South Pasadena City Council Members John Primuth and Michael Cacciotti were named last week to serve on a new Council Subcommittee whose task will be to implement plans for the city’s disposition of Caltrans properties in the former SR 710 extension corridor. The panel will be responsible for implementation via direct negotiations with Caltrans or pursuant to the terms of city-sponsored legislation now making its way through the legislature.
The legislation, SB 381, was orchestrated by an earlier Council subcommittee consisting of Mayor Diana Mahmud and Council Member Jack Donovan. It was approved by the Senate Transportation Committee, amended May 3, and is set for hearing Monday before the Senate Appropriations Committee, chaired by bill author Sen. Anthony Portantino (D-25).
The new panel is authorized to negotiate with Caltrans, create a land trust and develop financing strategies for the acquisition of the 68 occupied and unoccupied houses, multi-family buildings and vacant lots still owned by Caltrans in South Pasadena.
Whatever means they settle on will have to be approved the Council.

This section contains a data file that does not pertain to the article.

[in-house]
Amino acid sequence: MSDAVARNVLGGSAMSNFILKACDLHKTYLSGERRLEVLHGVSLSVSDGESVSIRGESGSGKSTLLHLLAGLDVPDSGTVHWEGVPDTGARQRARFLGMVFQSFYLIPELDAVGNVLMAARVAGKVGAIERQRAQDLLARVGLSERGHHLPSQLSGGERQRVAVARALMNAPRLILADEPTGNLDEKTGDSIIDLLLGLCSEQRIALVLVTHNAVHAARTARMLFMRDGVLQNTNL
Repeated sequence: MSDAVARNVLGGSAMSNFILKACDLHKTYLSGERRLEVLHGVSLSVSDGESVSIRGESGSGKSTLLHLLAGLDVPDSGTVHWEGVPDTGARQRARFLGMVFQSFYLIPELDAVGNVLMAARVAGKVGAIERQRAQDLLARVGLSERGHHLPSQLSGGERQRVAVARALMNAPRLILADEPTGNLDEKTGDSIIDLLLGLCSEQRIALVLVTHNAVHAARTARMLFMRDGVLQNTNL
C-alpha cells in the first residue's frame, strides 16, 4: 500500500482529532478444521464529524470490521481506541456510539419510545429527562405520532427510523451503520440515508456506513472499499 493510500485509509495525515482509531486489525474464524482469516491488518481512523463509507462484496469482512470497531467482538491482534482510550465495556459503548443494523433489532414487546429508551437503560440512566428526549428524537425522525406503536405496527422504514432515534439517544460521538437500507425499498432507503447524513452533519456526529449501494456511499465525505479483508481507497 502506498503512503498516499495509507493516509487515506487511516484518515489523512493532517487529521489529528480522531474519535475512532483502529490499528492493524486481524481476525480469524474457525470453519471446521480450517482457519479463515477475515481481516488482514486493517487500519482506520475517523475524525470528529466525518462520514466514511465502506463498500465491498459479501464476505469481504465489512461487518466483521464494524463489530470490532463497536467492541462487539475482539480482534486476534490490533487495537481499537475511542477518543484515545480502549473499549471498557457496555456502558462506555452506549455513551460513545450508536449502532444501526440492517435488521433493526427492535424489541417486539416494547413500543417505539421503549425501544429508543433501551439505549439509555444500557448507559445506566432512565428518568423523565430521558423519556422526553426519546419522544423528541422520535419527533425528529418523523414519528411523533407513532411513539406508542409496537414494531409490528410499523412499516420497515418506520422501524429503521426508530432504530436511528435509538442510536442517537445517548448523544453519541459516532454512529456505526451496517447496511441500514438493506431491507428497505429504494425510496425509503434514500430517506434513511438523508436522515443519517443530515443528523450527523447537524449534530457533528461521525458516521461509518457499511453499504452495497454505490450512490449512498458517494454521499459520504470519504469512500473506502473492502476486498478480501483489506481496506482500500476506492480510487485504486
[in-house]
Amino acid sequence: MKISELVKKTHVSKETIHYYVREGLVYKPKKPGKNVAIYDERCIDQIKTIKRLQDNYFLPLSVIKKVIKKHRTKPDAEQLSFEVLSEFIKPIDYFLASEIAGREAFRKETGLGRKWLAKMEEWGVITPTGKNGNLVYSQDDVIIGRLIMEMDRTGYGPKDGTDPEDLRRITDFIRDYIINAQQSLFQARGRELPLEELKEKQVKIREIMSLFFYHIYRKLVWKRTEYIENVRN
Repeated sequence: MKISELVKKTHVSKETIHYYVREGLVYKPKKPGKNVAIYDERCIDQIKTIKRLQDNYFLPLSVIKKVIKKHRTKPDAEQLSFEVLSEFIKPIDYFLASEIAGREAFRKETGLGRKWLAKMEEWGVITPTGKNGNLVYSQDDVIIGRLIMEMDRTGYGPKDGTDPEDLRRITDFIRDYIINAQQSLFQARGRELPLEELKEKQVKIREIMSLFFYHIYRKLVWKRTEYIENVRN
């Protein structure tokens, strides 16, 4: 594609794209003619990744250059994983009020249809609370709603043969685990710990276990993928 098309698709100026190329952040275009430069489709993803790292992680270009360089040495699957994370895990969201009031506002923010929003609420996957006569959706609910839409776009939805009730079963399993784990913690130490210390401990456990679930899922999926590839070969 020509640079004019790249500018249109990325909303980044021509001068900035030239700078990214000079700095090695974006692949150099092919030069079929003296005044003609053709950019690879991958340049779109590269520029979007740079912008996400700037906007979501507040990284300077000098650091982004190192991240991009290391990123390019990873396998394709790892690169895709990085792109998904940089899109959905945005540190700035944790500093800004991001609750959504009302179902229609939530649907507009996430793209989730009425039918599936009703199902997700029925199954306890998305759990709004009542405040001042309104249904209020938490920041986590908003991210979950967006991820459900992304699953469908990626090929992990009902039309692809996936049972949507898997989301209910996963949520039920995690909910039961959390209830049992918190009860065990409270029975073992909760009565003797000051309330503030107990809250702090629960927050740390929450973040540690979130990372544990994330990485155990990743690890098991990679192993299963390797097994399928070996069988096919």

The city hopes to secure control and ensure better maintenance of the properties by purchasing them from Caltrans for a few million dollars, in exchange for assuring their availability as affordable housing for 55 years. It would do so by reselling them to its own, or to a preferred, housing-related entity.
Primuth and Cacciotti, both attorneys, were appointed by their Council colleagues after more than half the two dozen citizens–including former and current Caltrans tenants and other stakeholders who submitted recorded or written comment — endorsed both men for the job. Citizens cited multiple reasons for each, but for Primuth most pointed to the strong interest he has taken as the representative from District 3, which has the largest number of Caltrans properties, while support for Cacciotti was founded on his long experience on both the Council and 710 issues, and as an attorney for both Caltrans and the former speaker pro tem of the State Assembly.
Councilman Jack Donovan, whose District 2 also has a considerable number of the properties, was gracious in deferring to popular sentiment, noting that he had served on the first subcommittee that got the process going and “had done what I wanted to do.”
Cacciotti, noting he already has considerable demands on his time, warned Primuth that the panel was likely to be a very time-consuming but that he would try to make as many meetings as possible. He elaborated on the size of the task the city is contemplating, noting that Caltrans spent millions to manage and landscape houses it owned and faced a steady flow of lawsuits from people who had minor accidents on adjacent sidewalks. “We’re a little city. We’re going to maintain 68 properties. These are things we need to talk about, right?”
It is going to be a significant time commitment, agreed Mayor Mahmud. Moreover, once the subcommittee members are selected, “they cannot be changed.”